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Modifying Your Mortgage to Avoid Foreclosure

by glenn on October 17th, 2012

Modifying Your Mortgage to Avoid Foreclosure

by Jeffery Sterner

The Foreclosure Complaint

If you are facing foreclosure because you haven’t been able to keep up with your mortgage payments, you should pursue a mortgage modification. At the start of the foreclosure process, the plaintiff, who is the lender or bank, files a lawsuit against you, the defendant, for failing to meet the terms of your mortgage agreement.

The purpose of the lawsuit, often called a “Foreclosure Complaint,” is for the defendant to be cut off from any interests in the property and for the title to be returned to the plaintiff. The property is sold at a public auction and the lender must be remitted of all costs involved.

When you are going through a foreclosure, you are given a notice or a summons of the Foreclosure Complaint by a sheriff or law enforcement office. This notice provides you with a period of time to either respond or reinstate your mortgage. The time period may vary from 30 to 90 days depending on the state.

Pursuing A Loan Modification

If you are in financial difficulty and cannot afford to make any payments, you should pursue a loan or mortgage modification with the lender. This is an agreement between you and the lender to change the original terms of the loan so that you may be able to afford payments and remain in the property.

In order to get a loan modification, you must be able to demonstrate that you can make payments with proper paper work, including IRS statements of your income, and that you are embarked on a realistic plan to get out of debt.

At this time, you should consider getting an experienced attorney or counselor to represent you. The advantage is that he or she will know all the foreclosure procedures involved for your state. Many attorneys require half a fee to be paid upfront and the other half paid once the foreclosure is favorably resolved.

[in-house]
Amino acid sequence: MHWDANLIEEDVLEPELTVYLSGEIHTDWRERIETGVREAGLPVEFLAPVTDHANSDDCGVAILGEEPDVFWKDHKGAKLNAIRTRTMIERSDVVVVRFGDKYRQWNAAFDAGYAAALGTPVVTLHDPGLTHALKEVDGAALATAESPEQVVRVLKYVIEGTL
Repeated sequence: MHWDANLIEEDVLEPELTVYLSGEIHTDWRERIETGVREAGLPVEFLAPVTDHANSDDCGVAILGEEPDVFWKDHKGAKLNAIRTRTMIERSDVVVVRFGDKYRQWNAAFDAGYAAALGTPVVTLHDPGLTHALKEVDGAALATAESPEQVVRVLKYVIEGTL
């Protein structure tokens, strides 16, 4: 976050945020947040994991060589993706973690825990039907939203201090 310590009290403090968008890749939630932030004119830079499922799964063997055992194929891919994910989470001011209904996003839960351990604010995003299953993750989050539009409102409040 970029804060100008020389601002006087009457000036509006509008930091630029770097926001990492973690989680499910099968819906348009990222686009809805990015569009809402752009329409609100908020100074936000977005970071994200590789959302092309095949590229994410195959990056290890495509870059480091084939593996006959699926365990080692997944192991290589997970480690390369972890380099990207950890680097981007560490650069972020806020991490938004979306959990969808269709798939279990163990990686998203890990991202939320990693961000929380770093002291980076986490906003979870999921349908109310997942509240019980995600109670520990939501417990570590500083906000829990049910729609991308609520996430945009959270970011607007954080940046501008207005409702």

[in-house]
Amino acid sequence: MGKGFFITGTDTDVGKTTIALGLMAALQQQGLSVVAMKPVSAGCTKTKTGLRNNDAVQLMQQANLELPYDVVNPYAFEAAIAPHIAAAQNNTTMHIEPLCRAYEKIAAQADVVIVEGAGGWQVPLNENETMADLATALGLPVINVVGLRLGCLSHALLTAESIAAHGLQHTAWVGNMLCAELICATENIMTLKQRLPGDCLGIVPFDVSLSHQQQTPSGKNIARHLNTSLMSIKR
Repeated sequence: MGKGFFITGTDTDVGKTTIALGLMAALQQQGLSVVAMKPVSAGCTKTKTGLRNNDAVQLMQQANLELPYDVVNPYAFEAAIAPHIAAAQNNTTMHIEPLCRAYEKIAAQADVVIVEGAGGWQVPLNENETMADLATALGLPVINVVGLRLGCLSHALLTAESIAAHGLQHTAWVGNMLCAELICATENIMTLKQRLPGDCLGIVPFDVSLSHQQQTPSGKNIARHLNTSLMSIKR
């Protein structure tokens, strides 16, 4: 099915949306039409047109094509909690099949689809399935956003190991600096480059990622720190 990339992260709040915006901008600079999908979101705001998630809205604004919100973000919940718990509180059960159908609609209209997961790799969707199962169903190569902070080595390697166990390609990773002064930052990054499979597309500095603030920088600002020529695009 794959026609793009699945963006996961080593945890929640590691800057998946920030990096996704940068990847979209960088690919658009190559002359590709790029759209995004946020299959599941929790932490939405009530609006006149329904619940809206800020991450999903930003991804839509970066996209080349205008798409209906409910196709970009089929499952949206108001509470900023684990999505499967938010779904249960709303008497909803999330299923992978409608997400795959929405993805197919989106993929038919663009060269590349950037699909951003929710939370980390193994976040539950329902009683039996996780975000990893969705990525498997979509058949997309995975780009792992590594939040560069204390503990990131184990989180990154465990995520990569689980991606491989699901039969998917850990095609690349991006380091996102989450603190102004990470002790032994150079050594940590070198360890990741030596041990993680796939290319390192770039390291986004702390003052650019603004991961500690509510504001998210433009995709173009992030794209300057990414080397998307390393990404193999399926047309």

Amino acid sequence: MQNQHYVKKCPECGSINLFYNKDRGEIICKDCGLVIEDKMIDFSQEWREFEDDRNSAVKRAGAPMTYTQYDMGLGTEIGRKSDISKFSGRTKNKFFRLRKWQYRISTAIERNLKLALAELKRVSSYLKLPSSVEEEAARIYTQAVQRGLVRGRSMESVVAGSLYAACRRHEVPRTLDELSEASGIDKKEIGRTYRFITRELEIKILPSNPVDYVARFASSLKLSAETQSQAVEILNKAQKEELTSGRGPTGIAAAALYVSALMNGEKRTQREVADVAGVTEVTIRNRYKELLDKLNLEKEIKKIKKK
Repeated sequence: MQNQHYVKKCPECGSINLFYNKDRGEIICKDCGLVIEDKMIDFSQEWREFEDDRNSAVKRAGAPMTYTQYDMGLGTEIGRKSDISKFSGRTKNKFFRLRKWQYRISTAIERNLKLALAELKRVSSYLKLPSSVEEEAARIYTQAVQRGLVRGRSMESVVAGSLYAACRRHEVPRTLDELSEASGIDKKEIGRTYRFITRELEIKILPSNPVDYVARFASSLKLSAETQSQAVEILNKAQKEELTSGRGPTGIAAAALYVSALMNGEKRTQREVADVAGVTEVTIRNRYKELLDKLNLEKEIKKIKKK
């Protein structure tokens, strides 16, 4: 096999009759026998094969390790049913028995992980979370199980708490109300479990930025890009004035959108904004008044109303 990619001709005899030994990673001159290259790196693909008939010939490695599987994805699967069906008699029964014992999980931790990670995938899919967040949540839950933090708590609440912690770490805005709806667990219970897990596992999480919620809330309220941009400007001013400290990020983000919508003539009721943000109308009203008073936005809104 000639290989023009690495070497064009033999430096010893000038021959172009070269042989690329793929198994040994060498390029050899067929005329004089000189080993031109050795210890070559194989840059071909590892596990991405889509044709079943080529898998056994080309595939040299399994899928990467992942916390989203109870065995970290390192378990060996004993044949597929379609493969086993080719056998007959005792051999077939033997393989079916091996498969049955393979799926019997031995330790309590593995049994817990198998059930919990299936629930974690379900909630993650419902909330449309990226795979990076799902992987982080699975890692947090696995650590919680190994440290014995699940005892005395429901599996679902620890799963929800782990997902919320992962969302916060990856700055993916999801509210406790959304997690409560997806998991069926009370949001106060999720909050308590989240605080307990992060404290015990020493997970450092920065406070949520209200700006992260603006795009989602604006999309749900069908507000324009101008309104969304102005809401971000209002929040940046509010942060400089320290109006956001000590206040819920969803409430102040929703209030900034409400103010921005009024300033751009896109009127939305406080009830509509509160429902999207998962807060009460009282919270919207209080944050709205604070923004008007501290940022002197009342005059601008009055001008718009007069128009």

You must be careful not to become involved with a scam artist who charges a large upfront fee for a mortgage modification. Check references on the attorney if you should hire one. The entire fee should not be more than one mortgage payment.

Your bank may be willing to work with you and modify your loan. In some cases, an adjustable rate mortgage may be changed into a fixed-rate loan with a lower interest rate but extended over a longer period.

Federal Program

The Home Affordable Modification Program was established under the Obama administration to help distressed homeowners avoid foreclosure. HAMP provides incentives to banks to modify loans of homeowners who cannot pay their mortgages. Homeowners must be able to demonstrate that they have sufficient income to make payments, under a modified plan.

The qualifications include that you have missed at least two or more mortgage payments; your mortgage is more than 31 percent of your income or you have had a financial hardship that has caused you to lose income.

Changes to HAMP now allow those whose mortgages are less than the 31 percent rule to be considered for mortgage modifications if they have significant debt outside of the mortgage. Those owning rental properties and are facing foreclosure may also qualify for HAMP.

Lenders and banks are not obligated to modify homeowner loans, nor are they obligated to use HAMP. You can and should call HUD and ask for advice from an approved counselor. Make sure you keep all paper work showing you are working on debt relief.

Jeffery Sterner writes and blogs about personal financial well-being and issues that influence it for Debt.org, America’s Debt Help Organization.

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